Personal N95, KN95 masks allowed inside QEH, says Health P.E.I. CEO
'The main point we're trying to make is we want people to wear medical-grade masks'
Those entering the Queen Elizabeth Hospital in Charlottetown will be permitted to continue wearing their personal N95 or KN95 face masks, according to Health P.E.I. CEO Dr. Michael Gardam.
Several Islanders have recently raised concerns to CBC News after being told by staff to remove their respirators in exchange for a disposable medical mask provided by the hospital.
"I think the main point we're trying to make is we want people to wear medical-grade masks," Gardam, who specializes in infectious disease control and prevention, told CBC News: Compass host Louise Martin.
"If it's not one of our masks, we don't necessarily know what it is."
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Cloth masks restricted at QEH
Gardam said currently the hospital's policy restricts the use of cloth masks since it is hard to gauge how much protection each one provides.
"What's happened occasionally is people have come in with, like, an N95 respirator or a KN95 respirator, and they've been asked to switch to the medical mask, which gets people upset," he said.
While Gardam called it a "no harm, no foul" situation, he said they have spoken with staff to clarify that those who show up at the QEH with a proper respirator will not be required to swap it.
"I've dealt with masks all my life. I know exactly what people are wearing on their face, but the people doing the screening at the door may not know that," he said.
Gardam said it also came down to source control — covering a person's mouth and nose to help reduce the spread of large respiratory droplets — and that's where the medical mask shines.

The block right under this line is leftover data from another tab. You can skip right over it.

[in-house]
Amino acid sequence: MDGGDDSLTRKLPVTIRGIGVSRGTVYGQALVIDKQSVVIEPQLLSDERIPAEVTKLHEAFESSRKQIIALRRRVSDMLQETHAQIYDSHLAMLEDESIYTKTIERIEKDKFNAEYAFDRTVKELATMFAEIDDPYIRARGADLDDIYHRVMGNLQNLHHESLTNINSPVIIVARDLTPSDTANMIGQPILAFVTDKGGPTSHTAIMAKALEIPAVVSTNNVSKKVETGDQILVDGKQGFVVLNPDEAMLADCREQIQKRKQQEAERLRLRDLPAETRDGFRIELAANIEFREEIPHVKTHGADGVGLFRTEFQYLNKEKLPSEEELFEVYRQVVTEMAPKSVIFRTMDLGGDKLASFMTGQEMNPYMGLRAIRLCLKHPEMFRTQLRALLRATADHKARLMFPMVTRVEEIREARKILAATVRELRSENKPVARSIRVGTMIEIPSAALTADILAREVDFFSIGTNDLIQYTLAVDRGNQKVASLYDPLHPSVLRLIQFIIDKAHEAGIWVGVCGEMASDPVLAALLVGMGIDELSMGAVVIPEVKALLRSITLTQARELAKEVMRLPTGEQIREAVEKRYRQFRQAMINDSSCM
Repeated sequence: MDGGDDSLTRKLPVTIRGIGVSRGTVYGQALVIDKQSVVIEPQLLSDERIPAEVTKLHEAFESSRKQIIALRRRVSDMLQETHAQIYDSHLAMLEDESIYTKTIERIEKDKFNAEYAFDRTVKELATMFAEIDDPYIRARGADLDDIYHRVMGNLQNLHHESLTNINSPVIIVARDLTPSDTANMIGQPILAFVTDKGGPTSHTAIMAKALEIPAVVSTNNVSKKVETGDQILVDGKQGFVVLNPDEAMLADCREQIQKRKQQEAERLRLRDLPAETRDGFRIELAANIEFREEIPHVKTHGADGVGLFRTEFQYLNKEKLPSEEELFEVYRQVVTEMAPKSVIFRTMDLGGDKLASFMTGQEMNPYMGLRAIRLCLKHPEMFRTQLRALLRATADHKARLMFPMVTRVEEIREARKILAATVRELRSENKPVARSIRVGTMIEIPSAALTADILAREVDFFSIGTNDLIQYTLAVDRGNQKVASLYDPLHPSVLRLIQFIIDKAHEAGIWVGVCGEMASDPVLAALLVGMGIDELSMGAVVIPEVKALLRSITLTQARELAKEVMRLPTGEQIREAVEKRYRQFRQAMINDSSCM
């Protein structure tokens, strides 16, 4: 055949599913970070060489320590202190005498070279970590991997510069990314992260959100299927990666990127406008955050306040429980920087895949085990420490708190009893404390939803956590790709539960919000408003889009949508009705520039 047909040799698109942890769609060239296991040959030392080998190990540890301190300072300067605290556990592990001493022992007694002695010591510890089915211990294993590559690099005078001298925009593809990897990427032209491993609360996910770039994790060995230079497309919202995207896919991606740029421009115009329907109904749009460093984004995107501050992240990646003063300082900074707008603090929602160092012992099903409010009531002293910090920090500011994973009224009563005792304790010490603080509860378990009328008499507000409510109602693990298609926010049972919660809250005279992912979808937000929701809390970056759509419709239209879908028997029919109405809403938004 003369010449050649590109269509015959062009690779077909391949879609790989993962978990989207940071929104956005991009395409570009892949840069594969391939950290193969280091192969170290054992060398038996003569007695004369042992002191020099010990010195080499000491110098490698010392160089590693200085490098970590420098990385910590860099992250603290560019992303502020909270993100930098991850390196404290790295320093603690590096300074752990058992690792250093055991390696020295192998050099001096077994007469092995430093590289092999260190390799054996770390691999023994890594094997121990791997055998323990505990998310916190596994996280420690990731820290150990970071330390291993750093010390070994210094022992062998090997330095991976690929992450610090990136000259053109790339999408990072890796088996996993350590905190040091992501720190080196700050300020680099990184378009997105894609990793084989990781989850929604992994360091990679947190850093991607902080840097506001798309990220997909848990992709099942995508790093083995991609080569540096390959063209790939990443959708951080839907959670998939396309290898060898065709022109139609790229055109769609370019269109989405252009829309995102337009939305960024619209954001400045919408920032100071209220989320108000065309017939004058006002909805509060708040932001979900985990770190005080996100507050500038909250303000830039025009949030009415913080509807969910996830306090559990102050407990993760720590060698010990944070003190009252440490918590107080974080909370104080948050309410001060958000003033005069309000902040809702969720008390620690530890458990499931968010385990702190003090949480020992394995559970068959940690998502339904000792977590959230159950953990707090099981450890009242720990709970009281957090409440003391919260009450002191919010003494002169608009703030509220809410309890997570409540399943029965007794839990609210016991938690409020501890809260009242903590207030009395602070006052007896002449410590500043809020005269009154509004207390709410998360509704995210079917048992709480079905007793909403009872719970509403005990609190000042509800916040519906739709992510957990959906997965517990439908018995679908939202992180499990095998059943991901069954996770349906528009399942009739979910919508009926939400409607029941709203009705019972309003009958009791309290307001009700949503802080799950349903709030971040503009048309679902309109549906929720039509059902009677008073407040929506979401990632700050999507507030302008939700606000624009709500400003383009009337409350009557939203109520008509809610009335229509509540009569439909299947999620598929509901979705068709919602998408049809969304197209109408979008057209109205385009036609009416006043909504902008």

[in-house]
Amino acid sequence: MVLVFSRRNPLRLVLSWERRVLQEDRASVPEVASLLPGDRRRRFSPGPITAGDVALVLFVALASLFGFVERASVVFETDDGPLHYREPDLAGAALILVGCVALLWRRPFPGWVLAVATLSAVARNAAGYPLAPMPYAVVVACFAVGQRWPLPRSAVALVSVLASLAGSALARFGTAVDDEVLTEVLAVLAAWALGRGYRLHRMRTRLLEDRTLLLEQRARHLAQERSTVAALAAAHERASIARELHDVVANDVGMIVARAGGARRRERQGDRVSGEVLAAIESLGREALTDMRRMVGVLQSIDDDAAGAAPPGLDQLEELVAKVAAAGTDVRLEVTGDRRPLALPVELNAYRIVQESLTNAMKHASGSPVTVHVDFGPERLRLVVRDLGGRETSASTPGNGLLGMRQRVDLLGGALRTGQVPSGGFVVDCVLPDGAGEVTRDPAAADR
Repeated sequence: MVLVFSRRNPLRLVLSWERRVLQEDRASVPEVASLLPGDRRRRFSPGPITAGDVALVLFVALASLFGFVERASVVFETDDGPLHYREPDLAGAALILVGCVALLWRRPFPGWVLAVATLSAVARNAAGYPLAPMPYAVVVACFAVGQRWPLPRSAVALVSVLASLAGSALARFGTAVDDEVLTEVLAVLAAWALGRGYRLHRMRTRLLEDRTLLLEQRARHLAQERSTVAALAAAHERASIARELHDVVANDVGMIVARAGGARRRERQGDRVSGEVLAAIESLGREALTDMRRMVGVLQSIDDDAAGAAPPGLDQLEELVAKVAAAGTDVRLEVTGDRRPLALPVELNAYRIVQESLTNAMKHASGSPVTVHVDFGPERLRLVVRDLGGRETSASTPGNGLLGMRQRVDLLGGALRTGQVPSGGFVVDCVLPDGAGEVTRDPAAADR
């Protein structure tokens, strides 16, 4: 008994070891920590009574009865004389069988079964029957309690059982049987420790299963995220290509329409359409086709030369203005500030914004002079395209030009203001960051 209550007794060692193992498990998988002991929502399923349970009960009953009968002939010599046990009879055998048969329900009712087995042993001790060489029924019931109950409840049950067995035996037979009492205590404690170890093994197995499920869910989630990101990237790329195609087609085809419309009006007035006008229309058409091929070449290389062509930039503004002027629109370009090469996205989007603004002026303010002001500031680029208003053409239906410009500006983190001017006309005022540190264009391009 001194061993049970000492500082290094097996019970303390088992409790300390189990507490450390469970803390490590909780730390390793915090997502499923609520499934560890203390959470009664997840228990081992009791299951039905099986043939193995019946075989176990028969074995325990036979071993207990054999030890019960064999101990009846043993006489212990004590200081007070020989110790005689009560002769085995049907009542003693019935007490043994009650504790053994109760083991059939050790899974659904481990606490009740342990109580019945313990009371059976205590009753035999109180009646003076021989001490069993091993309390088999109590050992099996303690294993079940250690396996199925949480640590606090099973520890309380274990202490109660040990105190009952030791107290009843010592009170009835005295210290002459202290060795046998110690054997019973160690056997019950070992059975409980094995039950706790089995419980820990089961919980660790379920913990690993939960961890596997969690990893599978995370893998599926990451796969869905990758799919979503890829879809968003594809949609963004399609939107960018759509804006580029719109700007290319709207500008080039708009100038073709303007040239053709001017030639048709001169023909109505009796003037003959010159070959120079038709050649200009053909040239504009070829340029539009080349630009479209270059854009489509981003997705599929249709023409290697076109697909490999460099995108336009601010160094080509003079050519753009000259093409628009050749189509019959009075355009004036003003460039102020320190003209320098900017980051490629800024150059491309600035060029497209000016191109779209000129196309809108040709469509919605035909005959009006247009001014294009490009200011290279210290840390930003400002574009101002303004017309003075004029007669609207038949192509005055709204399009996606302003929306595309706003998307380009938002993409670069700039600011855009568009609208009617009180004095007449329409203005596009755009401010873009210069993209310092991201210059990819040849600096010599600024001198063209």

"The medical mask is generally believed to be a better tool for source control than even a respirator," he said.
"So there is some logic behind what we're doing there, but we've decided we're not going to get into fights with people. If they want to wear their N95 or whatever, we'll just let them."
According to Gardam, while respirators offer more protection against breathing in coronavirus particles, they are not designed to keep those particles from going out, if the wearer has COVID-19.
In addition to that, the respirators can be uncomfortable to wear, which can result in people fiddling with them, making them less effective.
Similar to emergency department physician Dr. Trevor Jain, Gardam recommends doubling up and wearing two medical masks.
"I personally am a fan of wearing two medical-grade masks one over top of the other. The filtration capacity is very similar to an N95 respirator, and they're much more comfortable to wear," said Gardam.
"So when I get my booster shot tomorrow, that's what I'll be wearing."
With files from Louise Martin